Will the Stupak Amendment Force Women Who've Miscarried to Lose Insurance Coverage?
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This weekend, a group of male pro-life Democrats gambled with women's health, and women lost. By broadly writing in that insurers can chose whether or not to cover "abortion services," pro-life amendments don't just affect their intended victims -- women seeking a way out of an unwanted or medically harmful pregnancy. They also affect another group of victims -- women whose pregnancies have already ended but have not yet miscarried.
I'm one of those women, and this past Halloween I had what the hospital officially termed an "abortion."
Hospitals and doctors in general do not have terminology to classify a difference between the termination of a live pregnancy and one in which the fetus has already died. To them, a D&C is a D&C, regardless of the state of the "conception materials" removed. Regardless of how many times I made sure to mention to the staff, either for the sake of my sanity or to spare me some sort of imagined shame, that I was ridding myself of my "dead fetus," to them, it was all the same.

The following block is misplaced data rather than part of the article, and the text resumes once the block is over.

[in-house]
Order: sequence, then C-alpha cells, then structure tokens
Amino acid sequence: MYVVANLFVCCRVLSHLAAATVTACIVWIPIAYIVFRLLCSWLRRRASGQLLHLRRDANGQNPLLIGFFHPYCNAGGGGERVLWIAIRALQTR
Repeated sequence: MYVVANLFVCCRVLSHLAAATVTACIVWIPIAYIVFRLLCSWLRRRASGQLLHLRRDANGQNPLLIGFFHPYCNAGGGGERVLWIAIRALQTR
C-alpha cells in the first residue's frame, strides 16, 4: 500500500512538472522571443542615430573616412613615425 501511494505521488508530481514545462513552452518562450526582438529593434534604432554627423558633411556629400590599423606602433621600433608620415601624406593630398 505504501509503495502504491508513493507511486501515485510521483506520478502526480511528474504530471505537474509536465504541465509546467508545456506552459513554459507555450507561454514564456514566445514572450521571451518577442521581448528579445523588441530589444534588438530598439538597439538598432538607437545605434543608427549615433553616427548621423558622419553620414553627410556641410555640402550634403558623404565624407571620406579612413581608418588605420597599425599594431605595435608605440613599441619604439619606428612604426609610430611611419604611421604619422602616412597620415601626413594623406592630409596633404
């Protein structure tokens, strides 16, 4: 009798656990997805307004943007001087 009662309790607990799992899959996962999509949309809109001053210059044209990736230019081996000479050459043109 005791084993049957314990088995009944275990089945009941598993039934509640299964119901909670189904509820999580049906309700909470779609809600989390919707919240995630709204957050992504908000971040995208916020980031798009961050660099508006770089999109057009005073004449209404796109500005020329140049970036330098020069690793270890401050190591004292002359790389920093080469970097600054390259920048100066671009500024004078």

I had learned the day before that the baby I thought was nearly 12 weeks old had no heartbeat, and had actually died at 8 weeks. I was given three options: wait for a miscarriage to occur on its own, something I was told my body had no intention of doing anytime soon, take medication that would expel the fetus, passing it in my own home (classified a "chemical abortion") or come in for a D&C to remove the fetal materials.
As much as I struggled with the sudden realization that the pregnancy was over, I also found myself trying to decide financially what I was willing to do. A chemical abortion would cost $40, but I would be alone, bleeding, and it could still be incomplete and I would require a D&C anyway, since my pregnancy was so advanced. Surgery would be quick, total, and under controlled circumstances, but would likely be our full maxed insurance amount of $1500. And of course, there was the free option of waiting for my body to finally realize I wasn't pregnant, but after 4 weeks the risk of infection was steadily climbing, increasing my chances of future miscarriage, infertility, or even death. With a toddler at home, and still nursing hopes for extending our family some day, this was not an option.